Metal-free Functionalized Carbons in Catalysis: Synthesis, Characterization and Applications
CHAPTER 2: Non-covalent Methodologies for the Preparation of Metal-free Nanocarbons for Catalysis
Published:24 May 2018
Anastasios Stergiou, Nikolaos Karousis, Dimitrios Tasis, 2018. "Non-covalent Methodologies for the Preparation of Metal-free Nanocarbons for Catalysis", Metal-free Functionalized Carbons in Catalysis: Synthesis, Characterization and Applications, Alberto Villa, Nikolaos Dimitratos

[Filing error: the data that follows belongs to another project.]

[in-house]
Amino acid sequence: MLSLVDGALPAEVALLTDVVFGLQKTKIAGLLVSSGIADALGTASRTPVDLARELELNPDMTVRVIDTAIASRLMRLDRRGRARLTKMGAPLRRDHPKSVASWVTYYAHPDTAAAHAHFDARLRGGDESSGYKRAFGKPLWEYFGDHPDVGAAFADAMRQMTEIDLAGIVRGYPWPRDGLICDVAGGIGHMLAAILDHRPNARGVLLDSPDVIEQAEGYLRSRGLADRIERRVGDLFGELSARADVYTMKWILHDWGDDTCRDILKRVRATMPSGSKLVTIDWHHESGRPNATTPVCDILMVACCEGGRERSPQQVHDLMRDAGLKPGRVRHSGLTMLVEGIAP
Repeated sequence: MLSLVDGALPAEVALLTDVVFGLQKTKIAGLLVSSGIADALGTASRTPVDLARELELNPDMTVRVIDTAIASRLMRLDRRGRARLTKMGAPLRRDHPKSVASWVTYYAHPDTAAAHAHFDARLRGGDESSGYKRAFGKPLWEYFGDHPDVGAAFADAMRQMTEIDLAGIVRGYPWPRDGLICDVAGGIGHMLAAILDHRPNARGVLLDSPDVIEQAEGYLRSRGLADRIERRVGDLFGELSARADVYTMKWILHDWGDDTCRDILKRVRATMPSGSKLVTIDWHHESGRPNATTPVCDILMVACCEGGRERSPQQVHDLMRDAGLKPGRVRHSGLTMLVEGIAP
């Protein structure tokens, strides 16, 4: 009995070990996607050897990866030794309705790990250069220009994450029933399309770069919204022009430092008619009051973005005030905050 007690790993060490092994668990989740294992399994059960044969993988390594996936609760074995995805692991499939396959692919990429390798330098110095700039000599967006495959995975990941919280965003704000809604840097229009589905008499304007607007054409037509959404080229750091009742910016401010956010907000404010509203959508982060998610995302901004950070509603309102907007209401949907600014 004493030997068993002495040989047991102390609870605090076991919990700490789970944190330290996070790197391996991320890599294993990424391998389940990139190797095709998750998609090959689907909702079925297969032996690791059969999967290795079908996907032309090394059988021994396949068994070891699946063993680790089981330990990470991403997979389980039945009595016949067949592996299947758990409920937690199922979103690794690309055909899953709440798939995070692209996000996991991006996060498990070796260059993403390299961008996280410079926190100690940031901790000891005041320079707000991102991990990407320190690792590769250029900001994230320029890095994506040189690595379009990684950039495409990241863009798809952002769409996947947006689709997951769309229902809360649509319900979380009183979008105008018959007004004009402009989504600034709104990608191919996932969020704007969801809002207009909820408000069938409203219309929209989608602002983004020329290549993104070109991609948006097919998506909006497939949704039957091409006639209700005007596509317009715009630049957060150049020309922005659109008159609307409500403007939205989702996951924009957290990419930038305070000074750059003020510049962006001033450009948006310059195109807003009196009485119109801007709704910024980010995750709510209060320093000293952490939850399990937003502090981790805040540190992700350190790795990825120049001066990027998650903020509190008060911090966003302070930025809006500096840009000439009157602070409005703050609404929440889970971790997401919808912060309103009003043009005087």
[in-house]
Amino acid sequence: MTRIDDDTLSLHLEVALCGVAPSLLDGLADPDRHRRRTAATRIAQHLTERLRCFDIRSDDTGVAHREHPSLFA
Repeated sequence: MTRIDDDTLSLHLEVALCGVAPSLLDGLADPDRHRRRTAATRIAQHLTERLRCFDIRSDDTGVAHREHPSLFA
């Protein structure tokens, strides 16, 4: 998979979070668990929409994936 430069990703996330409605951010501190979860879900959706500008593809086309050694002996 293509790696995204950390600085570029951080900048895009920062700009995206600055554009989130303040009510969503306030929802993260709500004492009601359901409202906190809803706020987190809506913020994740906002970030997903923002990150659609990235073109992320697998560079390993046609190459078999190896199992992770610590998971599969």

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Carbon nanotubes (CNTs), graphenes, carbon dots, nanodiamonds and fullerene buckyballs are dimensionally confined sp2/sp3 hybridized carbon allotropes which constitute the nanocarbon family. The exotic and often unprecedented intrinsic properties of nanocarbons (structural, conductive, electrocatalytic) have garnered tremendous interest for both fundamental and applied research. These properties are further coupled with a high surface area, high optical transmittance, curvature-dependent chemical reactivity and thermal stability. All properties are dependent upon a variety of factors such as C–C bond hybridization, nanocarbon size, dimensionality, layer number, density/type of defect sites and synthesis strategy. For example, multiwalled carbon nanotubes (MWCNTs) produced by arc-discharge have a more graphitic structure than the corresponding material prepared by a chemical vapor deposition process. Concerning the effect of defect sites, graphene oxide (GO) (a single layer of highly oxidized graphene) possesses a high population of sp3-hybridized carbon atoms and a corrugated morphology. The presence of such defect sites significantly increases electrical resistance, making the nanomaterial an actual insulator. This behavior is in sharp contrast with the conductive properties of pristine graphene, in which the basal plane consists solely of sp2-hybridized carbon atoms, thus permitting the electron cloud to be delocalized onto the graphitic lattice. Depending on the targeted application, it is desirable that some intrinsic properties of the nanocarbon are kept as in the parent form, whereas another family of properties should be altered in a beneficial optimization. This is a key strategy to enhance the performance and the multifunctional character of nanocarbons. For example, in energy conversion/storage applications, the carbon nanostructures should possess high electrical conductivity combined with optimized electrocatalytic properties for enhanced charge transfer interaction with their chemical environment. The performance, as well as the number of potential applications, of nanocarbons can be further increased by combining them with an additional component, thus forming a composite material. Many nanocarbon hybrid materials display enhanced and even new properties in relation to their individual components; these are commonly attributed to synergistic effects between the two components. Fabrication of nanocarbon hybrid structures can be achieved by surface modification in two general ways: (i) covalent attachment of functionalities through oxidation/addition reactions onto a graphitic network or (ii) physical adsorption of substances onto a nanostructured carbon surface through hydrophobic interactions. The latter approach of non-covalent modification mostly relies on stacking interactions between the adsorbates and carbon surfaces. Common chemical structures that exhibit stacking interactions with nanocarbon surfaces include pyrenes, macrocyclic complexes (for example, porphyrins), surfactants, polymers and metal-based nanoparticles among others. This chapter is dedicated to the synthesis of metal-free carbon-based hybrid nanostructures, obtained by non-covalent functionalization schemes. We will first present an overview of the various synthesis strategies of nanocarbon hybrids for each class of carbon allotropes. This includes physical adsorption of substances in a liquid environment through hydrophobic interactions, in situ processes, utilization of sacrificial templates, heteroatom doping and others. The hybrid nanomaterials, which will be discussed in this chapter, are utilized as multifunctional components in (electro)catalytic processes. Such nanocarbon hybrids show promise in a range of key applications, with the most promising ones highlighted in this chapter, including energy conversion, (photo)catalysis, energy storage, and sensing. For each application, we will discuss current challenges in the respective field and their potential solution by using nanocarbon hybrids and present some of the most intriguing examples.